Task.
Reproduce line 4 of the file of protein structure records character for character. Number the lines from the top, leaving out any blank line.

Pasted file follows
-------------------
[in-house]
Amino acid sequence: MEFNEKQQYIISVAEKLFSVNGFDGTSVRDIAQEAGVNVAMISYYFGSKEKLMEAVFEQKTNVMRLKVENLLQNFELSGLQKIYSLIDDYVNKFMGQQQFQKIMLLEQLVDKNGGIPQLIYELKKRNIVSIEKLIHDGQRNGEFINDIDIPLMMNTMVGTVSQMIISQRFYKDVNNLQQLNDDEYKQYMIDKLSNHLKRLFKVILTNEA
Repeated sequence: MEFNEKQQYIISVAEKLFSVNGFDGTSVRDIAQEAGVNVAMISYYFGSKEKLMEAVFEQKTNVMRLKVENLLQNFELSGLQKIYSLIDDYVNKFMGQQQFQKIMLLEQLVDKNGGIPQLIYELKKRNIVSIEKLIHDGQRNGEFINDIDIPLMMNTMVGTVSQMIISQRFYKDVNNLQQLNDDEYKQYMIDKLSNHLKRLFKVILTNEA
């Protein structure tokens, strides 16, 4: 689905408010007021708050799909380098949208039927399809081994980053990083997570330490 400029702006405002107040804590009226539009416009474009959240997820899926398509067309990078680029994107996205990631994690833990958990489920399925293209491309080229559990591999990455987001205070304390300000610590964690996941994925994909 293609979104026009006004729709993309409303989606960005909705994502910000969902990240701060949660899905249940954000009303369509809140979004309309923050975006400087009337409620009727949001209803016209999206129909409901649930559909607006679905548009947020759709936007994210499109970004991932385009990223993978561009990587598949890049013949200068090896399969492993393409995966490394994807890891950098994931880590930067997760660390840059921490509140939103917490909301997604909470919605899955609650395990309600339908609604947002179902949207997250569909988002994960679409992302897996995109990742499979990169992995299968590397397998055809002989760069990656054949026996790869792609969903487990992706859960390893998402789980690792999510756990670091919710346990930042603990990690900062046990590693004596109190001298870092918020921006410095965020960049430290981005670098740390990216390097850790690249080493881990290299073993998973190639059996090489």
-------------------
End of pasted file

């Protein structure tokens, strides 16, 4: 689905408010007021708050799909380098949208039927399809081994980053990083997570330490 400029702006405002107040804590009226539009416009474009959240997820899926398509067309990078680029994107996205990631994690833990958990489920399925293209491309080229559990591999990455987001205070304390300000610590964690996941994925994909 293609979104026009006004729709993309409303989606960005909705994502910000969902990240701060949660899905249940954000009303369509809140979004309309923050975006400087009337409620009727949001209803016209999206129909409901649930559909607006679905548009947020759709936007994210499109970004991932385009990223993978561009990587598949890049013949200068090896399969492993393409995966490394994807890891950098994931880590930067997760660390840059921490509140939103917490909301997604909470919605899955609650395990309600339908609604947002179902949207997250569909988002994960679409992302897996995109990742499979990169992995299968590397397998055809002989760069990656054949026996790869792609969903487990992706859960390893998402789980690792999510756990670091919710346990930042603990990690900062046990590693004596109190001298870092918020921006410095965020960049430290981005670098740390990216390097850790690249080493881990290299073993998973190639059996090489």